Truckload carriers have continued to struggle to provide consistent coverage through the first quarter of 2021, and in return costs have increased. This relationship seems counterintuitive at a base level — why would you spend more to get less? — but it is a common result of demand exceeding supply in just about any industry. And the effects are becoming evident as trucking compliance with applicable routing guide requirements deteriorate.
National van truckload tender rejection rates — the percent of electronic requests for capacity declined by carriers — have exceeded 20% since early August outside of a single day in February. The truckload market appeared to be on a path toward stability with rejection rates sliding slowly through the first month of the year before winter storms disrupted trucking networks and shipper production cycles. The result has been rejection rates consistently above 25% since Feb. 18, implying a direct return to losses in routing guide trucking compliance.
With decreasing carrier or trucking compliance come increasing transportation rates, which was reiterated several years ago by Inbound Logistics. The average van truckload spot rate increased 20% from the beginning to the end of February. Spot rates are much more volatile and represent roughly 10%-20% of the for-hire truckload market freight volume. Most of the freight moves under a more consistent pricing structure or “contract” rates.
The overall average cost of a dry van truckload move increased 6% over the same period, according to FreightWaves’ Van Contract Index, which measures the average median base rate per mile of truckload invoices on a daily basis. This index largely consists of long-term contracted freight rates and excludes loads under 250 miles.
It should be noted that retail fuel costs also increased last month as well, , which influences the spot rates, but fuel surcharges have been removed from the contract rates.
Contract or long-term rates do not change quickly compared with spot rates, but as shippers fall down their list of providers, looking for someone to move their freight, rates tend to increase and service expectations deteriorate. This is largely the increase shown here. A portion of the increase could also be due to rate increase implementations, but that is difficult to determine with precision in such a volatile space.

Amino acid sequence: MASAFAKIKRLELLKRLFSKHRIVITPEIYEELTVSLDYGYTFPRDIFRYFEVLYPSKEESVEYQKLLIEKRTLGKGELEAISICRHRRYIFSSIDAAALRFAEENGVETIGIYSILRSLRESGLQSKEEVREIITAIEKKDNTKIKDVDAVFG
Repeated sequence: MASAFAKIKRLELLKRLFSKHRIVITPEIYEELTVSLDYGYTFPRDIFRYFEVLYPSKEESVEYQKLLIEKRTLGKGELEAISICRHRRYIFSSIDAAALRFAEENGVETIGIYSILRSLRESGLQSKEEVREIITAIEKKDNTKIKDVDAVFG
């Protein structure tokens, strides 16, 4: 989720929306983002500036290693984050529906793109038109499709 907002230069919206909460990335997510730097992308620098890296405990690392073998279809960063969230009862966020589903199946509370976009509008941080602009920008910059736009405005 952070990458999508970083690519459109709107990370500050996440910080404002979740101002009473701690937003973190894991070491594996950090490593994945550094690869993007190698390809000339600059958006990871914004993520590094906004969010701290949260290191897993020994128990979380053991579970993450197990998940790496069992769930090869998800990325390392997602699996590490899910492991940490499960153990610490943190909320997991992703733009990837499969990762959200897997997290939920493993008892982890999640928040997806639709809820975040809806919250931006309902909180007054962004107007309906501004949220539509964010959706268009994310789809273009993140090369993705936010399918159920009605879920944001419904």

The big question is, just now what can shippers do about it? Looking at this week’s chart, it is apparent that most contract rates were underpriced for the market conditions for most of the past year. Compliance levels fell rapidly, leading to surging spot pricing.
As mentioned, contract rates are slow to move and remain well below spot levels, especially as trucking compliance risks remain in the spot market. The further the contract rate is below spot, the lower the trucking compliance and service level shippers experience.
Unlike previous years when the market was more stable, shippers will have a tough time finding the sweet spot that balances price and service/compliance levels. Optimizing this function with so many uncertainties makes budgeting transportation spend a nightmare. The traditional strategy of relying on leverage will probably not work as well this year.
Price too low and risk paying spot market premiums of 30%-50%. Spend too much to guarantee higher trucking compliance and that is also a problem. With average invoiced rate levels 22% higher than the previous year, according to the Van Contract Index, there is less room to negotiate.
Some mean reversion is imminent, but the national Outbound Tender Reject Index shot back over 28% this week, near its peak value around Thanksgiving of this past year. This indicates demand continues to outpace capacity and many of the recently implemented contracts have been unsuccessful. Transportation managers will have to be more nimble than ever if they want to keep from being the scapegoat on this year’s earnings calls.
Finding a balance between spot and contract freight has always been a strong area of focus for shippers. However, the issues presented with market instability and rising rates are evident of additional trucking compliance failures. And then, as noted, there’s the issue of knowing when to pay extra for compliance that may not necessarily be needed in the end, such as the recent reinstatement of UPS and FedEx service guarantees. There are many factors to consider, but regardless, the primary goal is to know how to capture data, apply it, and stay strategic with your contracts. Those needs are functions found within SONAR as a whole and SONAR SCI Lane Acuity too. Request a demo by clicking the buttons below.
(Epilogue by Jason Vanover)